Inquiry Clears Mental Hospital of Wrongdoing

Times Staff Writer

A county investigation into allegations of mismanagement and poor patient care at San Diego County’s mental health hospital has cleared the facility of any wrongdoing.

At the same time, however, the lengthy report on Hillcrest Mental Health Facility, released Tuesday by the county’s top administrator, conceded that some disciplinary action and policy changes may be in order. And Chief Administrative Officer Clifford Graves promised the county Board of Supervisors that he will submit within 45 days a more detailed review of the hospital. That analysis may recommend additional policy and personnel changes, he said.

Graves’ report, prepared in response to a list of mostly anonymous allegations released earlier this month through the office of Assemblyman Larry Stirling (R-San Diego), responded point-by-point to 33 specific charges.

The most serious allegations--those surrounding the deaths of four patients and the competency of the psychiatrists who handled their cases--have been referred to the San Diego Psychiatric Society’s peer review committee.


All the charges are also being reviewed by state and federal agencies that will report their findings separately.

“Even though we found nothing to substantiate these specific allegations, staff findings indicate a need for review of the organizational structure of the Hillcrest Mental Health Facility and may imply some basic changes in that structure,” Graves said in a cover letter submitted with the report.

In essence, the report said no evidence was found to support allegations that several of the hospital’s patients were discharged even though they were a danger to themselves or others.

The report said one former hospital employee--the in-patient program manager--was working without a proper license until she was fired on April 19. But several other unlicensed workers have been kept on, either because they still have time to obtain a license or because they need not comply with changes in the law that took effect after they were hired.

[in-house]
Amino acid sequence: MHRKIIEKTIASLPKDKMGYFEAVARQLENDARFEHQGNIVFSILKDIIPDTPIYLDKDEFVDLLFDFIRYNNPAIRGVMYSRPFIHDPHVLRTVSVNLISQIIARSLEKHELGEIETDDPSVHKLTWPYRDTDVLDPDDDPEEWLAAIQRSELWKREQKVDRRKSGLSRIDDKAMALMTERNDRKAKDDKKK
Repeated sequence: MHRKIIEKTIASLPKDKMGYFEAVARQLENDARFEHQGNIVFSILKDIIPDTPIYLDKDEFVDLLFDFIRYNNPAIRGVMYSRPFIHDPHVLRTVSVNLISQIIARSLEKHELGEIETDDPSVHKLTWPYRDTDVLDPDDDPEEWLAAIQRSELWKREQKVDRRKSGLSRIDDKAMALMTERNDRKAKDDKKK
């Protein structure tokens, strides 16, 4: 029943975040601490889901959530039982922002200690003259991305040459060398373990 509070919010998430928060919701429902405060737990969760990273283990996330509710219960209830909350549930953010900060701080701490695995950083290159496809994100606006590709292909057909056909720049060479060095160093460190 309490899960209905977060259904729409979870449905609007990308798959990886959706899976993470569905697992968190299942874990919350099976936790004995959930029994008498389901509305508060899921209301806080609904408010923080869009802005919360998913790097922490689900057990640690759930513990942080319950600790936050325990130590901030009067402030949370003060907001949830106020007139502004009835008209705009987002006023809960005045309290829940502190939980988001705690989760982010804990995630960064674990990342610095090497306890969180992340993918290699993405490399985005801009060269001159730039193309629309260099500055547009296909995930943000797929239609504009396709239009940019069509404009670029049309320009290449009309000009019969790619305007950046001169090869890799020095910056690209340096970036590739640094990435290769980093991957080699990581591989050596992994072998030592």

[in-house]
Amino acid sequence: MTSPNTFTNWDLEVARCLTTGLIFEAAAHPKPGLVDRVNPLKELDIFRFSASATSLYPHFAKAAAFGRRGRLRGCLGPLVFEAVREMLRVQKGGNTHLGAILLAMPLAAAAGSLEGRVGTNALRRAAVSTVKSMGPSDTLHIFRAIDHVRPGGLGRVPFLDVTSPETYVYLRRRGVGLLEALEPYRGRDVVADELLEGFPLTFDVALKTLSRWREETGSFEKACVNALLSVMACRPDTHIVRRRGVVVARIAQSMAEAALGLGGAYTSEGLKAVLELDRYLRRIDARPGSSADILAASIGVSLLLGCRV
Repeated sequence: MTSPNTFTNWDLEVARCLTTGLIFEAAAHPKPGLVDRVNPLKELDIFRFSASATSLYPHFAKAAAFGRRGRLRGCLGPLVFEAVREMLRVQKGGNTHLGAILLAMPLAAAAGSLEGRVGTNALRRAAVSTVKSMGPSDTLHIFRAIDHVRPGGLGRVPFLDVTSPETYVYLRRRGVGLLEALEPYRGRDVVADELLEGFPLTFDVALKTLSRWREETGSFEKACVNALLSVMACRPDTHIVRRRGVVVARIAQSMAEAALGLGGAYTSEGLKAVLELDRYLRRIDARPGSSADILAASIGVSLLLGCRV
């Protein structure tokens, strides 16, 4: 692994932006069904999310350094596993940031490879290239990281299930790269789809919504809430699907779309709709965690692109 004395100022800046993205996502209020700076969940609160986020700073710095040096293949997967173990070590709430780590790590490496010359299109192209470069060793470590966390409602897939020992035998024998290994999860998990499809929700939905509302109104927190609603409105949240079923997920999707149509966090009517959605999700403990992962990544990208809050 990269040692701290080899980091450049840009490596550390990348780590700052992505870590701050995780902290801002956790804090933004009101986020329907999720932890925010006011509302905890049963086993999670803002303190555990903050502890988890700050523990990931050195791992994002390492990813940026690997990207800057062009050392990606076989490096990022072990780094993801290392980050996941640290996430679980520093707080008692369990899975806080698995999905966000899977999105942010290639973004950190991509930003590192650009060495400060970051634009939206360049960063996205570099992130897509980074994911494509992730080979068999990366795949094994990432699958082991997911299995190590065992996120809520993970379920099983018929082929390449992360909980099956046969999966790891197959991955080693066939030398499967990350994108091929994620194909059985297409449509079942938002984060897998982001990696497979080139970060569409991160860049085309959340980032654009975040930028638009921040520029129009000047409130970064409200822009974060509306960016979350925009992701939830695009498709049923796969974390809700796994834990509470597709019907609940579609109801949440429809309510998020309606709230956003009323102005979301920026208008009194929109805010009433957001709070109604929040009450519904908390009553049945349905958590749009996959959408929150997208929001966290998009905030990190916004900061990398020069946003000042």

In several specific cases in which it was alleged that patients were released improperly, the report responded in what Graves called “a narrative form” to avoid compromising the patients’ rights of privacy.

To an allegation that a woman was released “although the medical team said she was suicidal,” the report responded that the psychiatrist who handled the case was solely responsible for the decision and was not required to abide by the advice of a “team.”

In another case, in which it was alleged that a woman who “begged to be admitted” to the mental health hospital was released and jumped from the Coronado Bridge 14 hours later, the report said the woman in fact had been taken to the facility by police and did not wish to be admitted.

Hospital records “reveal that the person expressed a desire to get on with her life, that she had a job and needed to be at work by noon,” the report said. “The person had a private therapist and stated she would contact her private therapist. The person returned home, went to work, apparently left work early and returned to the bridge.”

Although the case of a patient who died--apparently of a drug overdose--four hours after being placed in seclusion was not discussed specifically, the report said that the policy governing such cases will be changed to “include the newly revised procedures for the direct observation and documentation of patients in seclusion and restraints.”

In addition, suspensions have been recommended for a nurse and a nursing assistant apparently involved in the case, the report said. No other details were provided, and county officials were unavailable for further comment.

No mention was made in the report of the death of Ermerito Cabel Mateo, a patient who was strangled by fellow patient Garland Alan Marcroft. Marcroft was found not guilty of murder by reason of insanity, and the case is apparently one of those under review by the psychiatric society.

Although the report generally addressed weighty issues, it also provided some light moments, perhaps inadvertently.


For example, the report responded to a charge that the county’s deputy director for mental health services was “more concerned about staff coffee breaks” than patient care.

“Untrue,” the document said. “One memo on coffee breaks (dated Sept. 14, 1984) was distributed at the request of a regional manager who was experiencing abuse of breaks among his staff. Much more of the Deputy Director, Mental Health time and energy goes into patient care activities than into one coffee break memo.”